Skyline allows you to compare chromatograms of different peptides by selecting them in the Targets panel shown by default on the left side of the Skyline window.
For example, to see all the peptides belonging to a particular protein, click on the protein name in the Targets panel:
Skyline generates a color for each peptide based on the peptide sequence and modifications. This provides a quick way to identify the matching chromatogram in the graph. A peptide will always have the same color, even in different Skyline documents, unless there is another peptide within the same protein that generates the same color. That doesn’t happen too often, but when it does, Skyline picks one of the conflicting peptides and assigns it a new color that is easier to differentiate.
Color swatches are shown in the Targets panel next to only those peptides which are shown in the graph. In the example above, only the peptides under the selected protein are shown in the graph.
The peptides are also labeled in the graph with a unique abbreviation. If the first three letters of the peptide’s name are unique (among the peptides being graphed), then only three letters will be used in the abbreviation. If the first three and last three letters together are unique, the abbreviation will use those (see ASL…KGK in the example above). More complicated abbreviation schemes are used if the first and last three letters are not unique. Note that a peptide’s abbreviation can change depending on what other peptides are being displayed at the same time.
The Targets panel allows you to select any subset of peptides you want. You can select just a few peptides (from one protein, or across different proteins) by clicking on the first, and then holding the CTRL key down while clicking on additional peptides. You can toggle a peptide by clicking on it multiple times with the CTRL key depressed.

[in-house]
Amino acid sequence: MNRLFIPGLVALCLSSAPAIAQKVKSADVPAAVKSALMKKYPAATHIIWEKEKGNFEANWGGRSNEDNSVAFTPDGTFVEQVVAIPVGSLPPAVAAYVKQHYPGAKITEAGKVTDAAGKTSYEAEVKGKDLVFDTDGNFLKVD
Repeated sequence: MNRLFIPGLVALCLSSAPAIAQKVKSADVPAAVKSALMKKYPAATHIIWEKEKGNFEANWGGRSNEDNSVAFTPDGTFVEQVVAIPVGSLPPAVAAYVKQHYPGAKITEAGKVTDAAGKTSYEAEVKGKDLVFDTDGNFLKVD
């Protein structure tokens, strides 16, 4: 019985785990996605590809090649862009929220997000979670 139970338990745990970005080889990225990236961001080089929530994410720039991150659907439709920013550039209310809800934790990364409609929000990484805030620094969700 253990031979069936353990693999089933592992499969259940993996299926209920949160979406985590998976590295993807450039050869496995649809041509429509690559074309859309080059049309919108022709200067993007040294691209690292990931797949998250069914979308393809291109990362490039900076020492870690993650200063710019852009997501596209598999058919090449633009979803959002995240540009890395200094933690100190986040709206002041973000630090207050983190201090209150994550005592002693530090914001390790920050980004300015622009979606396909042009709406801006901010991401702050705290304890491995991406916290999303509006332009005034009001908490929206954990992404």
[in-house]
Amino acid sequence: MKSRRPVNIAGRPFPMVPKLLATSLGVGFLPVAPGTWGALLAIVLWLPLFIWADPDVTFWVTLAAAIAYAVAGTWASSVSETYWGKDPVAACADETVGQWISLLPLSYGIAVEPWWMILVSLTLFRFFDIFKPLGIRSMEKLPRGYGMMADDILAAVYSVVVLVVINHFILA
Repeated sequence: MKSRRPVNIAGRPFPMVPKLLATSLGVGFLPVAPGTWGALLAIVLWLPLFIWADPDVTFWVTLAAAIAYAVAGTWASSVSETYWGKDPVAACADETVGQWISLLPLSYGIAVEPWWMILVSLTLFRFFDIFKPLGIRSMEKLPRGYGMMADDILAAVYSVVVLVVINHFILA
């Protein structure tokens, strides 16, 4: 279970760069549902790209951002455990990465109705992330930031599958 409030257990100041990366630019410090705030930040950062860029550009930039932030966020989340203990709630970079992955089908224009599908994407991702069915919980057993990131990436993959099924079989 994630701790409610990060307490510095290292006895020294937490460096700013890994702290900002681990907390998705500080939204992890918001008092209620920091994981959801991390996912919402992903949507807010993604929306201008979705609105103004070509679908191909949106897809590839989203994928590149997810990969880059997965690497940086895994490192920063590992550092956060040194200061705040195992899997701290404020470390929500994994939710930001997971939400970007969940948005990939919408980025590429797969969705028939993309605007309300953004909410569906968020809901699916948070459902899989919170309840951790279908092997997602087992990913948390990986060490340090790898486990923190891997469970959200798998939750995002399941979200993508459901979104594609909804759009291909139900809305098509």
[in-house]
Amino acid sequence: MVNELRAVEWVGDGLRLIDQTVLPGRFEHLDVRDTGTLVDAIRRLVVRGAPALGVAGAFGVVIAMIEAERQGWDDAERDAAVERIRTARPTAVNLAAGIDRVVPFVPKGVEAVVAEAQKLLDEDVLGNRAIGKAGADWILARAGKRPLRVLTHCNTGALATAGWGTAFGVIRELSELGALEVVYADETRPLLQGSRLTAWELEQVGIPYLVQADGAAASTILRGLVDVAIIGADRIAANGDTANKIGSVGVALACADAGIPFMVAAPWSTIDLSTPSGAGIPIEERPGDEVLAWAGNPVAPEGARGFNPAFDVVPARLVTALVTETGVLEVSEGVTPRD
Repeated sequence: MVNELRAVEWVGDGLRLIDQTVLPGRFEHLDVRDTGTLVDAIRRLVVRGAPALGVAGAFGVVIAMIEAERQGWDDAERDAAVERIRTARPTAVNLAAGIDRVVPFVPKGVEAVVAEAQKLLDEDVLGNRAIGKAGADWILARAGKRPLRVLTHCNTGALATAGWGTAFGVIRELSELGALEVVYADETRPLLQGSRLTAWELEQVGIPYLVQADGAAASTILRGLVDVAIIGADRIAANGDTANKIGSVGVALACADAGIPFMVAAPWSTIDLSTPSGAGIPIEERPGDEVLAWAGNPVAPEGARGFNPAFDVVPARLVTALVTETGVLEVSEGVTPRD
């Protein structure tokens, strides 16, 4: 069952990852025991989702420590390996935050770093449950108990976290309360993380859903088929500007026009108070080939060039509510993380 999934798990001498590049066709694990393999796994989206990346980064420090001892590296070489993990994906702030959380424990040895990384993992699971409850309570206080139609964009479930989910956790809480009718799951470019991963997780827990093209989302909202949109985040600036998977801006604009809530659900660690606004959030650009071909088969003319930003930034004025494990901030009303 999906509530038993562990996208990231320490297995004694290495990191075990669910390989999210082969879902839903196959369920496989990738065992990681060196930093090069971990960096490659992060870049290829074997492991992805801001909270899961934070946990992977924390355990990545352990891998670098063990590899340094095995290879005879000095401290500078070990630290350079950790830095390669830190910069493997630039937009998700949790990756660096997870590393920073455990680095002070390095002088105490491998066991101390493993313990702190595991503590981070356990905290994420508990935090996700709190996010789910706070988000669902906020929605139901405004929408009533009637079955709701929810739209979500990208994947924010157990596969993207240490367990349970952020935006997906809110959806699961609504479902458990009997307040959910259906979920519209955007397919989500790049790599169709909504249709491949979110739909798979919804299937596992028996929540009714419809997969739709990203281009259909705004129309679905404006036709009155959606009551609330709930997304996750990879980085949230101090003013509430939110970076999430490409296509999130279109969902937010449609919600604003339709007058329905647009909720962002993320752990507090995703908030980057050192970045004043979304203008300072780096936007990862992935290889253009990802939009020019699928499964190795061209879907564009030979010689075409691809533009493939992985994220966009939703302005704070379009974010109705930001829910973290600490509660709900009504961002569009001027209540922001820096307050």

You can select individual peptides by clicking on their names, or you can select all the peptides belonging to a protein by clicking on the protein name.
To see every peptide in the document graphed, click somewhere in the Targets panel to transfer focus there, then type CTRL-A (or choose Select All from the Edit menu):
Note that this can take some time to display if your document contains a large number of peptides.
Displaying all the peptides will produce a graph that looks similar to the progress displayed during data import:
But you can see differences between this graph and the one above. Peptide colors will usually match, but occasionally they don’t if a different color is needed to disambiguate two peptides in the same protein. Peak values can also differ, because different summation criteria are used during import than later when more processing has been done on the raw data.